The Oberlin Review

In The Locker Room with Sean Kuo, College Junior, Fencer, Club Sport Athlete, and Pre-Med Student

Sean+Kuo
Back to Article
Back to Article

In The Locker Room with Sean Kuo, College Junior, Fencer, Club Sport Athlete, and Pre-Med Student

Sean Kuo

Sean Kuo

Meg Parker

Sean Kuo

Meg Parker

Meg Parker

Sean Kuo

Hang on for a minute...we're trying to find some more stories you might like.


Email This Story






While “In The Locker Room” interviews often focus on members of the Oberlin community associated with varsity athletics, College junior Sean Kuo is a prime example of the flexibility and fun that can be found through participating in Oberlin’s many club sports and activities. Kuo’s friendly presence and love for exercise make regular appearances at nearly five clubs around campus; primarily the club fencing team, Club Aikido, and the Movimiento dance crew — all while he majors in Biology, pursues the pre-med track, and works as a course writing associate. With all this going on, it is no surprise that Kuo often finds himself floating between many different groups of people at Oberlin. In the midst of all this chaos, though, Kuo purely enjoys his extracurriculars and has a deep appreciation for the community they have fostered.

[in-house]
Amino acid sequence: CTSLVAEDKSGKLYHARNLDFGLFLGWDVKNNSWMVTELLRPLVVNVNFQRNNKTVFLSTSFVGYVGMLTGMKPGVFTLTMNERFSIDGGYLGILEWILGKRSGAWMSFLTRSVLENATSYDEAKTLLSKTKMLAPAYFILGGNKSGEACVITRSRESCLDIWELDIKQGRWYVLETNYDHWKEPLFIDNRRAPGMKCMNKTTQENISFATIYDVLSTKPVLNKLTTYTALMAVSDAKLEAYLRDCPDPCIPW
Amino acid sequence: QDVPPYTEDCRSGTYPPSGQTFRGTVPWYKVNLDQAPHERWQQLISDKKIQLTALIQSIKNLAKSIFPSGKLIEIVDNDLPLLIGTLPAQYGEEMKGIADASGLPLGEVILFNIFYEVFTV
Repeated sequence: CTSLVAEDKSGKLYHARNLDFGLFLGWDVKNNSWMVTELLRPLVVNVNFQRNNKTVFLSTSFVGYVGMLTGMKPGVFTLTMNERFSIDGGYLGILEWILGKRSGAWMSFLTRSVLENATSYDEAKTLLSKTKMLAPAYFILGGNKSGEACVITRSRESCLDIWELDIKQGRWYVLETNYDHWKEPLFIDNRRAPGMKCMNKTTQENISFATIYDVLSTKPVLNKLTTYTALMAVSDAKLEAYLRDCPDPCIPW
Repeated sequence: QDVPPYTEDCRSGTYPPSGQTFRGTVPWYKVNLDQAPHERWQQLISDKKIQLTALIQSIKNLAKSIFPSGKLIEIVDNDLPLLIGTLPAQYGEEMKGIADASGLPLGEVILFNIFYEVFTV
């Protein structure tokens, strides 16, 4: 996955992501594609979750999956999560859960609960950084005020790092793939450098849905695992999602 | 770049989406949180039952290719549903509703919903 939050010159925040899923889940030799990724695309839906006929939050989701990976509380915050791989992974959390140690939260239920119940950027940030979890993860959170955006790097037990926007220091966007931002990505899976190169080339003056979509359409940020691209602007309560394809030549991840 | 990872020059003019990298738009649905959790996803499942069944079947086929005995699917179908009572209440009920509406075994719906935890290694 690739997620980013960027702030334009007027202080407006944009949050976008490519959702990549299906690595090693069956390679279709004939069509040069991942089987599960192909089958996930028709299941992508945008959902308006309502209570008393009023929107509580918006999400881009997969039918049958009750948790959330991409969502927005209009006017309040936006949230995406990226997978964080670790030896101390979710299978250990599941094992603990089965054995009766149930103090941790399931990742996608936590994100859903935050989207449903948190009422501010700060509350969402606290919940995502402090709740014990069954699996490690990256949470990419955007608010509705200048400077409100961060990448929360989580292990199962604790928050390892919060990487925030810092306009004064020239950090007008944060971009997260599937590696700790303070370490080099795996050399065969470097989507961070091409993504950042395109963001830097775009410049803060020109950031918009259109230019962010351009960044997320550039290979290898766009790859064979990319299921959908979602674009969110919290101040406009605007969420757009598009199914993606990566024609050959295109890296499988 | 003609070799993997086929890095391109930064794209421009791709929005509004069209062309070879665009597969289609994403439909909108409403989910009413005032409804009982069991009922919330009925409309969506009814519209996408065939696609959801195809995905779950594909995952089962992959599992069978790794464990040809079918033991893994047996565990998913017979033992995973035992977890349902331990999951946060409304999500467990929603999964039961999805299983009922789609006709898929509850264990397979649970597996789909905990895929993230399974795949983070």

This interview has been edited for length and clarity.

You are an active member of the fencing team — can you tell me a little bit about fencing and how you discovered it?

I started fencing last year during spring semester. I was at the ExCo fair and I saw the fencing ExCo. And I was like, “Wow, this scene is pretty cool.” So I signed up for it, and over the course of the ExCo I found out that I was actually not too bad and I had a lot of fun doing it — I loved the community. Eventually, I just became a member of the club. I continue to be a part of the club. I’m the secretary now and go to multiple tournaments. I didn’t really win that much, but it’s still a lot of fun.

So you learned how to fence only recently? Do you enjoy it?

Yeah, I do. I mean, come on. It’s just a big, fun time of people stabbing each other.

Maybe on your end, if you’re stabbing the other person.